Why Do Men Die Younger? The Longevity Gap Explained With Data.

Men are dying younger than women, and it's unfair to blame biology alone. Here's a data-driven analysis of the problem.

Men are dying young. Women worldwide now live an average of seven years longer than men, and biology and genetics alone cannot account for the disparity, which has come to be known as the longevity gap. Part of the problem is that men are significantly more likely than women to pursue dangerous occupations and die on the job. But statistics show that workplace dangers don’t explain away the gap. A more disturbing possibility is that men’s health conditions, including prostate cancer, are not getting the attention that they deserve from the medical establishment or the treatment that the need on a personal level.

The data is hardly reassuring — the only silver lining here is that you likely won’t have to bury your wife — but it is indicative of the state of care in America and the ways in which government institutions are letting men down.

The Longevity Gap Is Only Increasing

The longevity gap is relatively modern phenomena. Data from the Human Mortality Database suggests that, until 1850, men and women had more or less the same life expectancy. As the chart below depicts, the gap has widened steadily since then (shout-out to Spanish Flu, for causing that dip in 1918).

This data illustrates that it is probably unfair to blame the longevity gap on male physiology—biology hasn’t changed since 1850, but relative life expectancy has. Also, while it’s true that the male sex hormone testosterone has been linked to risky behavior and high cholesterol, it’s also true that 287,000 women die each year due to complications from pregnancy and childbirth. The biological gender risk factors should cancel one another out.

So why are men dying earlier? Researchers suspect that two major factors are that men take on riskier jobs and have poorer access to quality healthcare. We’ll explore those factors, below.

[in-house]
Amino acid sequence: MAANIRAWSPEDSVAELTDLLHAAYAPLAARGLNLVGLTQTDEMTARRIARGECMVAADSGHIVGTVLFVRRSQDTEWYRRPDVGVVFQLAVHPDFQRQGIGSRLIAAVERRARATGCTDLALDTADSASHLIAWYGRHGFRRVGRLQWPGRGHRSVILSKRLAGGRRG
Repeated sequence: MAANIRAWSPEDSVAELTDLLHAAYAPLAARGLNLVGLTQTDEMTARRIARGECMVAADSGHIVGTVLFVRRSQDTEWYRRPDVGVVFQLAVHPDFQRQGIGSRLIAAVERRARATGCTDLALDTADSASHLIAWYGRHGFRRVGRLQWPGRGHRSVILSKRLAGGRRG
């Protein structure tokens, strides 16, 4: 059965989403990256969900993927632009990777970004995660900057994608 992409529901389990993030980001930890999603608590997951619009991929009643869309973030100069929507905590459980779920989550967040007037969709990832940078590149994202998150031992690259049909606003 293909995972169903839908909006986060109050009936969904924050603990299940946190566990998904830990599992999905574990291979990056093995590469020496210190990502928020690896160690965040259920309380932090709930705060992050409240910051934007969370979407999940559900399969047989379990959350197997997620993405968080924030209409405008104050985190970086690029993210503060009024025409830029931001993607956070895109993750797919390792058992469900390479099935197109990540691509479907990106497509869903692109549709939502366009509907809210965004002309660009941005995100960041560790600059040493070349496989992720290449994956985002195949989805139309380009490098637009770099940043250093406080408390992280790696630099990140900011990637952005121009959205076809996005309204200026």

Men Are More Likely to Die at Work

Men enjoy any number of advantages in the workplace but, when it comes to staying alive, they are at a serious disadvantage. Data from the Bureau of Labor Statistics suggests that men suffer more than 90 percent of fatal work injuries each year. And it’s not because men work more hours than women. In 2017, there were 5.7 male deaths per 100,000 hours worked, compared to only 0.6 female deaths per 100,000 hours. Men may be more likely to die at work because they disproportionately choose risky careers. The most dangerous jobs include logging, fishing, roofing, and construction—all male-dominated careers, according to the BLS.

The Government Doesn’t Take Men’s Health Seriously

When men aren’t dying prematurely at work, they’re dying at home or in hospitals. Men are 50 percent more likely than women to die of heart disease, and significantly more likely to commit suicide. Prostate cancer is the third leading cause of cancer death in the United States, and nearly 10,000 men in the U.S. are diagnosed with testicular cancer each year.

Nonetheless, there are no federal offices dedicated to men’s health, and a disturbing lack of funding for men’s cancers. The National Cancer Institute spends twice as much funding research on breast cancer than it does on prostate cancer; the National Institutes of Health spends almost three times more. Now it makes sense for breast cancer, which claims about 10,000 more lives each year than prostate cancer, to be better-funded. But should it really be that much better funded?